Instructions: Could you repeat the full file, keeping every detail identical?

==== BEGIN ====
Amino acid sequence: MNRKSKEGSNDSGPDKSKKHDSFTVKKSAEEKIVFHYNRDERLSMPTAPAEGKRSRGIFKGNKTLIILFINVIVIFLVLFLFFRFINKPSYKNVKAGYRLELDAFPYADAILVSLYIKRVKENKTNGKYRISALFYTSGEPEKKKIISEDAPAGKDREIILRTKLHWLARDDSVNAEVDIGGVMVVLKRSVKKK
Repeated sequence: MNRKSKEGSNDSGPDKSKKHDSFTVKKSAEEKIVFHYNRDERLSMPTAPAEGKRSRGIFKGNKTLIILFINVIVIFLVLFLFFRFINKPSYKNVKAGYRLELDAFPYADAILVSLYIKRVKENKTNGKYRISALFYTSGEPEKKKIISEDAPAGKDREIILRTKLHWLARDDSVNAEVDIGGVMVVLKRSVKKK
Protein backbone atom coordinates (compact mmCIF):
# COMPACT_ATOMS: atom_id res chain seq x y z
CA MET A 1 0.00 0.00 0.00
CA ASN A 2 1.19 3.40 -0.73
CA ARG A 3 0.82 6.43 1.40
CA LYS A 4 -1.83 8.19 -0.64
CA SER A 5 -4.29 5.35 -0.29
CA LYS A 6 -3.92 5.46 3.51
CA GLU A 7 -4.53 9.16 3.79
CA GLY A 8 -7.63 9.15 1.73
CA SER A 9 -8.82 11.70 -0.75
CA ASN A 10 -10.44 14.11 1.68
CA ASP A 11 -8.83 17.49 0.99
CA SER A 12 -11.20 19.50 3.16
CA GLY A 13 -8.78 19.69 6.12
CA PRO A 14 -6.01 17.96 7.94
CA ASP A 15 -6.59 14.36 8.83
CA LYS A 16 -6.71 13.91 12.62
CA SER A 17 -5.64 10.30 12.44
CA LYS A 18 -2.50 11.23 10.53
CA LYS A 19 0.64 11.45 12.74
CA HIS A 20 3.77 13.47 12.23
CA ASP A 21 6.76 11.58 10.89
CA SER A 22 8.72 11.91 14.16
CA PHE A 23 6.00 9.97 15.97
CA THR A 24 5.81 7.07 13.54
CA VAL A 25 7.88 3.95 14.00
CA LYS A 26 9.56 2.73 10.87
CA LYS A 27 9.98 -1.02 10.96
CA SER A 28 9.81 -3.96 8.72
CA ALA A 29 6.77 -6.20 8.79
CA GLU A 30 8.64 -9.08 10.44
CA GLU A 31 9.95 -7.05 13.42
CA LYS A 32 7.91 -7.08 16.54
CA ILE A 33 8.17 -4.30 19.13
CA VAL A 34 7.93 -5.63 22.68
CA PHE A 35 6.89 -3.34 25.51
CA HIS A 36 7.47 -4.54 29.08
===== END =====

Amino acid sequence: MNRKSKEGSNDSGPDKSKKHDSFTVKKSAEEKIVFHYNRDERLSMPTAPAEGKRSRGIFKGNKTLIILFINVIVIFLVLFLFFRFINKPSYKNVKAGYRLELDAFPYADAILVSLYIKRVKENKTNGKYRISALFYTSGEPEKKKIISEDAPAGKDREIILRTKLHWLARDDSVNAEVDIGGVMVVLKRSVKKK
Repeated sequence: MNRKSKEGSNDSGPDKSKKHDSFTVKKSAEEKIVFHYNRDERLSMPTAPAEGKRSRGIFKGNKTLIILFINVIVIFLVLFLFFRFINKPSYKNVKAGYRLELDAFPYADAILVSLYIKRVKENKTNGKYRISALFYTSGEPEKKKIISEDAPAGKDREIILRTKLHWLARDDSVNAEVDIGGVMVVLKRSVKKK
Protein backbone atom coordinates (compact mmCIF):
# COMPACT_ATOMS: atom_id res chain seq x y z
CA MET A 1 0.00 0.00 0.00
CA ASN A 2 1.19 3.40 -0.73
CA ARG A 3 0.82 6.43 1.40
CA LYS A 4 -1.83 8.19 -0.64
CA SER A 5 -4.29 5.35 -0.29
CA LYS A 6 -3.92 5.46 3.51
CA GLU A 7 -4.53 9.16 3.79
CA GLY A 8 -7.63 9.15 1.73
CA SER A 9 -8.82 11.70 -0.75
CA ASN A 10 -10.44 14.11 1.68
CA ASP A 11 -8.83 17.49 0.99
CA SER A 12 -11.20 19.50 3.16
CA GLY A 13 -8.78 19.69 6.12
CA PRO A 14 -6.01 17.96 7.94
CA ASP A 15 -6.59 14.36 8.83
CA LYS A 16 -6.71 13.91 12.62
CA SER A 17 -5.64 10.30 12.44
CA LYS A 18 -2.50 11.23 10.53
CA LYS A 19 0.64 11.45 12.74
CA HIS A 20 3.77 13.47 12.23
CA ASP A 21 6.76 11.58 10.89
CA SER A 22 8.72 11.91 14.16
CA PHE A 23 6.00 9.97 15.97
CA THR A 24 5.81 7.07 13.54
CA VAL A 25 7.88 3.95 14.00
CA LYS A 26 9.56 2.73 10.87
CA LYS A 27 9.98 -1.02 10.96
CA SER A 28 9.81 -3.96 8.72
CA ALA A 29 6.77 -6.20 8.79
CA GLU A 30 8.64 -9.08 10.44
CA GLU A 31 9.95 -7.05 13.42
CA LYS A 32 7.91 -7.08 16.54
CA ILE A 33 8.17 -4.30 19.13
CA VAL A 34 7.93 -5.63 22.68
CA PHE A 35 6.89 -3.34 25.51
CA HIS A 36 7.47 -4.54 29.08